So Mr JD Stephens, of Numb Knob Alabama, conceived the glorious idea of
training a band of monkeys to play JLL tunes on a dozen children's tiny
toy pianos. The first performance, at Knick-Knack Rebel Bar, April 1 1965,
was a huge success, one that will live forever in monkey-rock history.
People came from as far away as Zargle's Glen, Ramgoober, Lagniappe Crick,
Crockatoola, Pointy Peak, and Ewe's End. Hard to believe, but true.

What the monkeys lacked in musicianship or health habits they more than
made up for in wild enthusiasm. Some said, So how good do you have to be
to be better than JLL? After each number the audience gave each monkey a
mini Shirley Temple or two, and things just got better and better. (The
audience had more also, which was an even greater aid to music
appreciation.) Then Mr Bob-Bob Boberg got the earth-shaking idea of
bringing in a rock for each monkey. "This is a monkey rock band, right?"
he famously said.  Well, those pianos didn't last more than two or three
more numbers, and they were history. The audience was ecstatic. The Knick
Knack Rebel Bar did a land office business.

Well, the band (the JLLMPBDC) was an overnight sensation. In the next
several weeks it played at Varkville, Crazy Dog, Nelson's Nook, Salt Lick,
and Turkeytown, to standing ovations and libations. Toy pianos had to be
shipped in from as far away as Altanta, New Orleans, and Pigsnot (toy
piano capitol of the world).

Each place had to out-do the last place in sheer feral mayhem. Finally, in
Precious, Tennessee, at Zeke's Libation Lounge, after the third number,
all the monkeys were given lit blowtorches. Well, you can imagine what
quick work they made of _those_ (mostly plastic) toy pianos - they never
had a chance!  And, the crowd loved it!

Now the story at Zeke's gets a bit darker. Some of the monkeys had
long-term grudges aginst other monkeys. Each monkey wanted to be all that
he could be; lit blowtorches; need we say more. The crowd loved it even
more, as you can well imagine. And some of the monkeys hated master JD
Stephens' guts, and ganged up on him; fortunately he could run faster than
most of the monkeys, so he still appears to look fairly normal from most

Nevertheless, the band got even MORE gigs. Even though a good number of
biker bars across the Old South were partially or totally burned to the
ground.  (Several are marked with historic placards, and every summer
bikers make the grand tour of famous hulks.)

Within a year, however, the larger bar owners pressured state legislators
to ban monkey toy piano bands. It was the end of an era.

Until now. JD Stephen's son, DJ Stephens, has revived the idea, this time
for the North (no laws against it here), with specially bred idiot savant
monkeys, who do what they're told, most of the time. 24 (twenty-four)
count 'em 24 toy pianos, and hopped up JLL monkeys to play 'em! And (we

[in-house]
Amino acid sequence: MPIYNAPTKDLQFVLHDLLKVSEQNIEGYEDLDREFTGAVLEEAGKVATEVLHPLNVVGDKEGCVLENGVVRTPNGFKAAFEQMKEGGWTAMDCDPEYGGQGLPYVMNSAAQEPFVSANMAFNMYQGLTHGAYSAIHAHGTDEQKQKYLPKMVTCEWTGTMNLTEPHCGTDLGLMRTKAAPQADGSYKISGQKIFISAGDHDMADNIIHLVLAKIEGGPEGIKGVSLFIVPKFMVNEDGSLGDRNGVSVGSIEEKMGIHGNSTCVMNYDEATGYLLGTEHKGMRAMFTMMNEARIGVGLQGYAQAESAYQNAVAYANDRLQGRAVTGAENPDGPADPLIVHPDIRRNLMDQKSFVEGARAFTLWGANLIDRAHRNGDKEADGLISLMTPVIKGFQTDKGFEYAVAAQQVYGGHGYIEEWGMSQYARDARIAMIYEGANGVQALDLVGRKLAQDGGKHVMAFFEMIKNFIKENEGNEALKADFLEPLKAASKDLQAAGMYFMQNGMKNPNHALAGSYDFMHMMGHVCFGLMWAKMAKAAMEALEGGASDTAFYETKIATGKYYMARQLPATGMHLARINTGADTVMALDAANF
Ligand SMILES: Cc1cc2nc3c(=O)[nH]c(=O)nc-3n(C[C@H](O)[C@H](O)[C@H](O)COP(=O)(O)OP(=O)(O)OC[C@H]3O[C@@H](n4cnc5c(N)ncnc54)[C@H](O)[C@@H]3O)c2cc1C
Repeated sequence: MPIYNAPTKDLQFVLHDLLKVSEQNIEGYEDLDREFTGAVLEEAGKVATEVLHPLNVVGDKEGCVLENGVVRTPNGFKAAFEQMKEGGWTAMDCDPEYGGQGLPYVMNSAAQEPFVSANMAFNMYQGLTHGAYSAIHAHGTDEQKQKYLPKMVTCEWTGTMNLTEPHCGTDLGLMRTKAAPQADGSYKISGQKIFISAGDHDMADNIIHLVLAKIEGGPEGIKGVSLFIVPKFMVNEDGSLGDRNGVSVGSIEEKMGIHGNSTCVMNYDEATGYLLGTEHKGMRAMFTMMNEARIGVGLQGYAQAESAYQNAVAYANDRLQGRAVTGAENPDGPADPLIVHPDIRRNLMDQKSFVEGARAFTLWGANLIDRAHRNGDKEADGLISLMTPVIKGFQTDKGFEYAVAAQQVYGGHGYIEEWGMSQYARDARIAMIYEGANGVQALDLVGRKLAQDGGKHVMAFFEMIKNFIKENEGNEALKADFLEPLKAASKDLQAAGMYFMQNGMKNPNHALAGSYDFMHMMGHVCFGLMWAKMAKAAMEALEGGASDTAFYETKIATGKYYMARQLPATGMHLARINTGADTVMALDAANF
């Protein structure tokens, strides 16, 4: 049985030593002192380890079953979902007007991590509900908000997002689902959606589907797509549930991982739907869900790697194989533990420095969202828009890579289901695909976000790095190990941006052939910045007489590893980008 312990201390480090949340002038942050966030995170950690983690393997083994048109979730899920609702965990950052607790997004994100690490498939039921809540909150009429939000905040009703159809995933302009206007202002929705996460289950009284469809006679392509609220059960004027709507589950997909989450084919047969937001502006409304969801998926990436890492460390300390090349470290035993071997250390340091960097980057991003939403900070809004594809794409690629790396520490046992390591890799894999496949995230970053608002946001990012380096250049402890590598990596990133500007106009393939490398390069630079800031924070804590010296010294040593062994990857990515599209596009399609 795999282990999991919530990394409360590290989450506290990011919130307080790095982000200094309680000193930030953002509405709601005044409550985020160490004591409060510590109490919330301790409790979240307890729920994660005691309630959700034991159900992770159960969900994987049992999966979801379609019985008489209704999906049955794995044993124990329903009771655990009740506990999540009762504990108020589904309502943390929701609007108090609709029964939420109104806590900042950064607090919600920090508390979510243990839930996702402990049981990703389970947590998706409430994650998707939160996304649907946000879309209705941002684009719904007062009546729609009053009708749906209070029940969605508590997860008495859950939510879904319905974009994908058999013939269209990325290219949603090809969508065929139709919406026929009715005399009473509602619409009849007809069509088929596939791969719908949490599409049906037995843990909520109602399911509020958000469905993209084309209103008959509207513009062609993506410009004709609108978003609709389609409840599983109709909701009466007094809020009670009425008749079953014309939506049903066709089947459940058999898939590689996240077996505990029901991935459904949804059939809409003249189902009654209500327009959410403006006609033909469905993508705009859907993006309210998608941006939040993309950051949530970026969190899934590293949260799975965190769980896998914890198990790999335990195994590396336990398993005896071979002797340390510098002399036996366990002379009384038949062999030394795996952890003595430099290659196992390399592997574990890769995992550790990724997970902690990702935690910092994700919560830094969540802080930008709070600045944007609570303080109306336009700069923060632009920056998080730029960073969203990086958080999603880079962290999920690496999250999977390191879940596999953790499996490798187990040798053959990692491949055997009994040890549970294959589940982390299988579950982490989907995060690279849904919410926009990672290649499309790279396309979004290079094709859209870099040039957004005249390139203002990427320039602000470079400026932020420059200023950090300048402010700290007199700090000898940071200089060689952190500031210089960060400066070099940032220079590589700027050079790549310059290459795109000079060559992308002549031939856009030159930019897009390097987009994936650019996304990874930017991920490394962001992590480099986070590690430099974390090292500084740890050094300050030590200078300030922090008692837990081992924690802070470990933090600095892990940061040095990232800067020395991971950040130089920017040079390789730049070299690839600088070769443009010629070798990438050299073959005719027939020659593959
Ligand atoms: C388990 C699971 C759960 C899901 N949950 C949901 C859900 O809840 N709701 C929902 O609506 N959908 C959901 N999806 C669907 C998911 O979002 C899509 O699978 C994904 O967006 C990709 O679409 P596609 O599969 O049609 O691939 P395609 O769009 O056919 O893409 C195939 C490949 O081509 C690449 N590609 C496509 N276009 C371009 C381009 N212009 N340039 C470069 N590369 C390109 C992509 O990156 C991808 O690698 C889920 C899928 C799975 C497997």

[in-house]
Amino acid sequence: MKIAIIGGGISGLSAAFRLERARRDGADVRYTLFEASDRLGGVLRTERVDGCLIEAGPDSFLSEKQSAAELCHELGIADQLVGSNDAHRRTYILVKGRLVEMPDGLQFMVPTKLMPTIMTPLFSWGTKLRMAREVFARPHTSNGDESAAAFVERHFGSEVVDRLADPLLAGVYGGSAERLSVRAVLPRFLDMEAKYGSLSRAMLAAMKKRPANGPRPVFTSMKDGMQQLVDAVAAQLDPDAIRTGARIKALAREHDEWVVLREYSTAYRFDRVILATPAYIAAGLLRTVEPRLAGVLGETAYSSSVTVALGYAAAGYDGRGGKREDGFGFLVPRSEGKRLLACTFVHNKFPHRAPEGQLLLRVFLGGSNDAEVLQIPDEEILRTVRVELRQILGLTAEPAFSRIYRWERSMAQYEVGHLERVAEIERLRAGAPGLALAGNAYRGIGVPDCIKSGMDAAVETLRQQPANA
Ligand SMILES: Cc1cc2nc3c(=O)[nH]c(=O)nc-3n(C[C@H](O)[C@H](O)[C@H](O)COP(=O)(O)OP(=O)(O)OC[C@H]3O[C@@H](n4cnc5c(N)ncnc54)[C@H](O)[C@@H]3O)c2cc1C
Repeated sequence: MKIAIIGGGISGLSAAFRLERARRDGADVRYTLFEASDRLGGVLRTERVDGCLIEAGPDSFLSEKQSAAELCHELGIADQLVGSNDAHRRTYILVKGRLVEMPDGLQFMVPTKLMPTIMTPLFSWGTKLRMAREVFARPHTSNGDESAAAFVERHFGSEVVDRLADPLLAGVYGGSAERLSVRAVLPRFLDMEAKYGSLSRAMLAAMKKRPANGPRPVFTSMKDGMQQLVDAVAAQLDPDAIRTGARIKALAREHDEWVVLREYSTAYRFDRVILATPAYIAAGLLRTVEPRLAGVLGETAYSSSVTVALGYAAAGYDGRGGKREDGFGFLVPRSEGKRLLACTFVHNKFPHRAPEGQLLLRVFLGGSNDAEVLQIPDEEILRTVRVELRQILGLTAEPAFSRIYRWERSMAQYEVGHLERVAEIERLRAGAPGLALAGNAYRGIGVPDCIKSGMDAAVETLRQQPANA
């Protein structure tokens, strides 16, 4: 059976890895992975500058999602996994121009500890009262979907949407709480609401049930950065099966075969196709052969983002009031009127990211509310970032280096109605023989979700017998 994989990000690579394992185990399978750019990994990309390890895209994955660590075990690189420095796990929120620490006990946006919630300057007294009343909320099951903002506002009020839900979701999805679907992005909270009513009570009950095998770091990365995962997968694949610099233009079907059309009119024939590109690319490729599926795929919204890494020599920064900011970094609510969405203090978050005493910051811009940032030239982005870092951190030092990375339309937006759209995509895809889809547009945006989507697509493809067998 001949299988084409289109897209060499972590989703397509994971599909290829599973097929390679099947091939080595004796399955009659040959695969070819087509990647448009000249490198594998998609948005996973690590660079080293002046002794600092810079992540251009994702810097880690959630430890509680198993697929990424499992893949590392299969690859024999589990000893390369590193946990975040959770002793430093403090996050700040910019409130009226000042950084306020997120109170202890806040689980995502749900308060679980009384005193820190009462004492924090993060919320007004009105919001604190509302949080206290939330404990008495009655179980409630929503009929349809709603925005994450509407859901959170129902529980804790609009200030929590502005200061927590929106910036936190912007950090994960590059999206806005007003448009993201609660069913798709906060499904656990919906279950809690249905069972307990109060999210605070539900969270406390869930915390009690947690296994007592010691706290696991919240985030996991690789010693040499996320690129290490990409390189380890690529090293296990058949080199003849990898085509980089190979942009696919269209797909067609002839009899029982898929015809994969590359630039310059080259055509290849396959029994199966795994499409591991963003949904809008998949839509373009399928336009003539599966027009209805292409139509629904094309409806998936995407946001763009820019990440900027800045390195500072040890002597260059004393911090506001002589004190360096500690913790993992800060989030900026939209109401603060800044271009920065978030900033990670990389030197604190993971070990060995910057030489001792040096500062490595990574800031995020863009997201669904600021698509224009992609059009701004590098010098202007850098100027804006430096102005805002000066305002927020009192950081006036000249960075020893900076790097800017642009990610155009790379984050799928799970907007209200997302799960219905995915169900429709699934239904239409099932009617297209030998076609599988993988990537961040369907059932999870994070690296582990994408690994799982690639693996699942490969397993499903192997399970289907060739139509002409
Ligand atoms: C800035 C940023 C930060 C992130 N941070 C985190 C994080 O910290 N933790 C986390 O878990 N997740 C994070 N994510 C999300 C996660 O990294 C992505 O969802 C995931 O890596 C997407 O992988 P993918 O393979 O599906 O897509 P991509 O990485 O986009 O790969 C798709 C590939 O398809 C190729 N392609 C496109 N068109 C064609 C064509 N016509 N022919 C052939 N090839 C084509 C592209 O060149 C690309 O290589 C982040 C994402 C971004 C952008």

knew you were dying to ask) they will all have LIT BLOWTORCHES! This could
be (literally) the best (or at least last) concert of your lifetime!!!

The "Jerry Lee Lewis" Monkey Piano Band and Demolition Crew
April 1, 7pm
Miss Manners Biker Bar & Hair Salon
7300 1/3 University Av N, Fridley MN

--------17 of 18--------

Is Bush Lame or is Congress?
The Loopholes in the Supplemental
March 30, 2007

While the headlines will read that the Senate voted to withdraw U.S.
troops in Iraq, the peace movement recognizes that the Senate bill will
extend the war not end it. The exit date in the bill is merely a goal for
the removal of combat troops, and there are large loopholes that would
allow a commander in chief to keep as many troops as s/he wants in Iraq.
The bill provides $123 billion to pay for the wars in Iraq and Afghanistan
nearly $20 billion more requested by Bush.

The real issue now is whether the Democrats will cave into President
Bush's threatened veto by providing a funding bill with no exit
requirements or whether they will challenge the president further. If they
cave they will have given Bush new life - he will no longer be a lame
but rather will remain "the decider." The Congress will be seen as a "lame
Congress." How they respond will be determined after their April recess.

Many peace advocates held a demonstration shortly after the vote to
protest the extension, rather than end of the war. The demonstration
emphasized that the Democrats have the power to end the war and
highlighted the deaths of U.S. soldiers and Iraqis with a series of
gravestones and photos. The Hill described the protest as an "occupation"
of the Hart Senate office building. See citation below for full article.

The vote was mostly a party-line 51-47 vote. Forty-eight Democrats and
independent Bernard Sanders of Vermont were joined by two Republicans,
Chuck Hagel of Nebraska and Gordon Smith of Oregon, in voting for the
measure. Opposed were 46 Republicans and Connecticut independent-Democrat
Joseph Lieberman. Senators Mike Enzi (R-WY), and Tim Johnson (D-S.D.), did